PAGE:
• DisciplineFitnessCoach

Rules Versus Principles

When you first decide to set out on your goal, no matter what it is, you first have to define your principles. The immutable factors that are non-negotiable in order to get what you want.

Think of those principles as a map. The map gives you a general idea of where you are and where you want to go. What it doesn't do is tell you exactly which streets to walk down and when to turn; now you know where to go, but how to get there depends on you!

For some, a map won't be enough. They need a GPS. They need something telling them at every turn, and ahead of time, how far to go and when to turn. You can always ignore it, and there might be good reasons to, but it will immediately readjust and get you back on track.

I firmly believe that people crave a degree of structure.

How much structure is a bit more personal, though. What's stifling for one person may seem like chaos to someone else. As we get older, we stop letting others be the arbiters of what we have to do, when we have to do it, and how we have to do it.

Something I hardly ever see anyone talk about, however, is how long the process of figuring out which rules work best for ourselves individually can take.

It can take years of trial and error. Years of getting close and not making it. Years of getting there, only to let it slip away.

You can spend a long time using fad diets and workouts that don't work or don't work well. It doesn't matter if you scour the internet looking for the best information. It doesn't even matter if you hire a coach. If you can't adhere to that structure, if it's stifling to you, you're going to stop doing it eventually.

That's where principles and rules come into play.

For example, to lose fat one has to be in a caloric deficit; there are no two ways about it. That's a principle.

There's a laundry list of diets which all work. Keto, calorie/macro counting, even The South Beach Diet. They can all work. Let's call that a rule

I feel that everyone should lift weights for a variety of reasons. That's a principle.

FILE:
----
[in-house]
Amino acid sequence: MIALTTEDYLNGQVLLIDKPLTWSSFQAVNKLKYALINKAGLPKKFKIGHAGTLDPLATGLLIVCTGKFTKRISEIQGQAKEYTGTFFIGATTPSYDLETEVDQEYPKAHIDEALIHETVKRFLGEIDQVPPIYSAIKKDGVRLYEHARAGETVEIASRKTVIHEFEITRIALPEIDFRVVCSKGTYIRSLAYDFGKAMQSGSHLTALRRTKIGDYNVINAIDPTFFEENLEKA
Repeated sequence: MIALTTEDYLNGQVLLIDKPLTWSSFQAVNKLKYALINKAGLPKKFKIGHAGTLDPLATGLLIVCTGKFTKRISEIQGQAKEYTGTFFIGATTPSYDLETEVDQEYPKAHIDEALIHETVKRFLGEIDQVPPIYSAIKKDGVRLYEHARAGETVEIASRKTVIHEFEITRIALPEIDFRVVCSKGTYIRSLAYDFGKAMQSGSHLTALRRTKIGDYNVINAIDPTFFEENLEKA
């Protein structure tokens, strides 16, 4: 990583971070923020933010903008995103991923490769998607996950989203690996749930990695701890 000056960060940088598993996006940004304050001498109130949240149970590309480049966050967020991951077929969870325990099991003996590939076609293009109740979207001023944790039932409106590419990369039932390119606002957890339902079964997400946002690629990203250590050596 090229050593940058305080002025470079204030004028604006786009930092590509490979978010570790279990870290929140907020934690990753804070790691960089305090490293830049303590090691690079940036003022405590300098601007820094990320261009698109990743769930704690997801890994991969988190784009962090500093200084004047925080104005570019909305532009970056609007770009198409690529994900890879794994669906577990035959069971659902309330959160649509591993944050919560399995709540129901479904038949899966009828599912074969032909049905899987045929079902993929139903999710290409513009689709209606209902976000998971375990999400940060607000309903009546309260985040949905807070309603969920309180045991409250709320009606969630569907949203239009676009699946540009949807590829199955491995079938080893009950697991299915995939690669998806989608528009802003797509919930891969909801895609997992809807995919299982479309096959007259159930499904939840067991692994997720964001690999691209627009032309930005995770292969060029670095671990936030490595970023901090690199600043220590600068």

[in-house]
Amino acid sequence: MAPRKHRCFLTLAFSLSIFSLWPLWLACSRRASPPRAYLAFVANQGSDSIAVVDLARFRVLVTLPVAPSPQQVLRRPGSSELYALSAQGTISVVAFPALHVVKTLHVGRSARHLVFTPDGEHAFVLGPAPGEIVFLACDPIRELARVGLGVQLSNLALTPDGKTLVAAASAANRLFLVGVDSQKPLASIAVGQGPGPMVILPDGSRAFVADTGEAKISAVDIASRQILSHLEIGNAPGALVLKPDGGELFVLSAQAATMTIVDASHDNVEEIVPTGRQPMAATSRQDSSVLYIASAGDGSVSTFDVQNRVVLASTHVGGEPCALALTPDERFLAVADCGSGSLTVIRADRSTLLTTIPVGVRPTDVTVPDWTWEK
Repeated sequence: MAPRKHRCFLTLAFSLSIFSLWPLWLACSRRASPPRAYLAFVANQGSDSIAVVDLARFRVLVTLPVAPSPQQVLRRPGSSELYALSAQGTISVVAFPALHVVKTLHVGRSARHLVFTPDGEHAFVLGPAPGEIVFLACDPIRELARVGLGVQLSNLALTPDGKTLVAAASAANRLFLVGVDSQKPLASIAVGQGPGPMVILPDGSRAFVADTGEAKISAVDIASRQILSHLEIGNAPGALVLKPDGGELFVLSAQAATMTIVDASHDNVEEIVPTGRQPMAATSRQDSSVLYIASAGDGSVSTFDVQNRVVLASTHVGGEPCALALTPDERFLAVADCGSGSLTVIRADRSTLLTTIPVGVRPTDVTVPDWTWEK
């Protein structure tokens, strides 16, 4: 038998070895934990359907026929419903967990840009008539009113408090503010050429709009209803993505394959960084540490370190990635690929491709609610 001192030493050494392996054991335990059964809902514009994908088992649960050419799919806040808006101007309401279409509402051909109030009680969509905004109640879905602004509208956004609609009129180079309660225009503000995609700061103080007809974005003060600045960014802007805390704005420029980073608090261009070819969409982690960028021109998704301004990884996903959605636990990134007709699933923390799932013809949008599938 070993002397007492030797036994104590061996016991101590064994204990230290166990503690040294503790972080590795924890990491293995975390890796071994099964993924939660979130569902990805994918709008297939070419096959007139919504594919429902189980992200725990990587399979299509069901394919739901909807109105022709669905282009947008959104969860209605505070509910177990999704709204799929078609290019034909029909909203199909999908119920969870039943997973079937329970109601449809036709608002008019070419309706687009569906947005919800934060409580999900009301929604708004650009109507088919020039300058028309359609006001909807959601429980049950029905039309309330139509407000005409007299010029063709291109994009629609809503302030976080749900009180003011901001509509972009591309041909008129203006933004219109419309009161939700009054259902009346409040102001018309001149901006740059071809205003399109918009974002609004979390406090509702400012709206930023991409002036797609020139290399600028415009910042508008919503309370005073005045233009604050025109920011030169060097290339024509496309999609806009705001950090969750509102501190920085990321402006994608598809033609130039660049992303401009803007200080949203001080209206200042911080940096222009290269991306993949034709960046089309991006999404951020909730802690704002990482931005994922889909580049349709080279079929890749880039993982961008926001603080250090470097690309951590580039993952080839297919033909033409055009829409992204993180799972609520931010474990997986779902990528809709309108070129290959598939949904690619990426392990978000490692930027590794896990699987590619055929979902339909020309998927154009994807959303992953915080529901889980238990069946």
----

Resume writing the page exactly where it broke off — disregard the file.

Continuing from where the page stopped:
But how you lift, be it low reps/heavyweight, metabolic resistance training, or even the type of training split you use, those are rules

The only reasons why the "rule" works is due to its underlying principles. If the principles are sound, then the approach is sound. At that point, it's just a matter of figuring which rules you want to follow; at this point, you choose the amount of structure that works best for you

What you, dear reader, do today is to identify what you want. And, no, I'm not just talking about fitness.

What are the principles you need to which you must adhere to get what you want? Think of the non-negotiables, "the big rocks", the big picture ideas that you need to strategies. Then, think about a few different people who have achieved the same goal. Think about how they did it. Which rules did they follow? Why did they follow them? Do they have a book or a social media presence with content you can use? Can you email them or reach out to them via social media to answer some of your questions? This is 2018 and a world full of mentors and coaches are at your disposal.

Like I mentioned before, figuring out which rules work best for youa might take some time, but in the end, it's going to make all the difference in the world.

Is there anything you want to achieve? Is it something I can help with? Contact The Discipline Fitness Coach and let's chat about it.